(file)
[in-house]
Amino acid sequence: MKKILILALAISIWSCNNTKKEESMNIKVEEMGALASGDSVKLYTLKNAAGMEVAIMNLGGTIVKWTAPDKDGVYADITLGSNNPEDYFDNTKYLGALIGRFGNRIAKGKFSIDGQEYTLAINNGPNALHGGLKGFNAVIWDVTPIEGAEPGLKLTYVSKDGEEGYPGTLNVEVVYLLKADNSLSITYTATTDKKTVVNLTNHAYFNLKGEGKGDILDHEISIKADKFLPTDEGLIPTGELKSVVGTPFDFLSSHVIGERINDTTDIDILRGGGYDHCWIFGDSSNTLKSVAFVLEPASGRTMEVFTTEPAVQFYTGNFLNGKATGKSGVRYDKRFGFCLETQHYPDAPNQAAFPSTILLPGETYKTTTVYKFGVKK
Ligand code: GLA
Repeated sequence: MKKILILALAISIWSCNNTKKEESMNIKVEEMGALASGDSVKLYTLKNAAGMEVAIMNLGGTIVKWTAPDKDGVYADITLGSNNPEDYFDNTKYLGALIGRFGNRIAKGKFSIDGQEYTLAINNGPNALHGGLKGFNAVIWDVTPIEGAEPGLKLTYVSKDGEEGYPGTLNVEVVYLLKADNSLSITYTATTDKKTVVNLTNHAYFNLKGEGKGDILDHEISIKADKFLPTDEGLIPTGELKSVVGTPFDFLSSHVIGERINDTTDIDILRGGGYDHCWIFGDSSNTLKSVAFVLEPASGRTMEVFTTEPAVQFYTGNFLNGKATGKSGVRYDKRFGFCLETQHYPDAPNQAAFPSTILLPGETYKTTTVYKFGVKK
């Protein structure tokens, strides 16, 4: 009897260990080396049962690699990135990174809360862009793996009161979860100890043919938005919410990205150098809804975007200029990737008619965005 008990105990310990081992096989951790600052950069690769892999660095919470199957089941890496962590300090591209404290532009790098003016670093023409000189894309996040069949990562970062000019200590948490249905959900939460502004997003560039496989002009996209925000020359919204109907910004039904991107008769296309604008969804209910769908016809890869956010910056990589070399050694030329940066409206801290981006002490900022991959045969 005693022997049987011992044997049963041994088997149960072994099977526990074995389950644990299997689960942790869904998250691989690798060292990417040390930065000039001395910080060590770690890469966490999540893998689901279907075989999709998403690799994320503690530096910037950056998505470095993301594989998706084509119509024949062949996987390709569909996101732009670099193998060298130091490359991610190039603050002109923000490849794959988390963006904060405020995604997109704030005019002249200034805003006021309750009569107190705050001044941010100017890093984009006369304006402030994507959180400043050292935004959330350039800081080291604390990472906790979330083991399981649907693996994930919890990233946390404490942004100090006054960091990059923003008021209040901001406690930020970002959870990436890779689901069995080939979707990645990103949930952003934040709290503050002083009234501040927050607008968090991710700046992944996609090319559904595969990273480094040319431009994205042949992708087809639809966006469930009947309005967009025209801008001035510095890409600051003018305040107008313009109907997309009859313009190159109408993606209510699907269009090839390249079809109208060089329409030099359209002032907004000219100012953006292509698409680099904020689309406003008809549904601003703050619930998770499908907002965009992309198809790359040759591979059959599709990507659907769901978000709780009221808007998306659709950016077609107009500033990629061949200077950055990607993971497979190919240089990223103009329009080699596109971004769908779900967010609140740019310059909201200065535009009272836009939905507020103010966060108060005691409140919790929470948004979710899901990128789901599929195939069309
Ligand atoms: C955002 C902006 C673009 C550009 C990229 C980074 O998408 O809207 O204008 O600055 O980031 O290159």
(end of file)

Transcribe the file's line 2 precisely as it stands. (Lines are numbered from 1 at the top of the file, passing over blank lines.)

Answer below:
Amino acid sequence: MKKILILALAISIWSCNNTKKEESMNIKVEEMGALASGDSVKLYTLKNAAGMEVAIMNLGGTIVKWTAPDKDGVYADITLGSNNPEDYFDNTKYLGALIGRFGNRIAKGKFSIDGQEYTLAINNGPNALHGGLKGFNAVIWDVTPIEGAEPGLKLTYVSKDGEEGYPGTLNVEVVYLLKADNSLSITYTATTDKKTVVNLTNHAYFNLKGEGKGDILDHEISIKADKFLPTDEGLIPTGELKSVVGTPFDFLSSHVIGERINDTTDIDILRGGGYDHCWIFGDSSNTLKSVAFVLEPASGRTMEVFTTEPAVQFYTGNFLNGKATGKSGVRYDKRFGFCLETQHYPDAPNQAAFPSTILLPGETYKTTTVYKFGVKK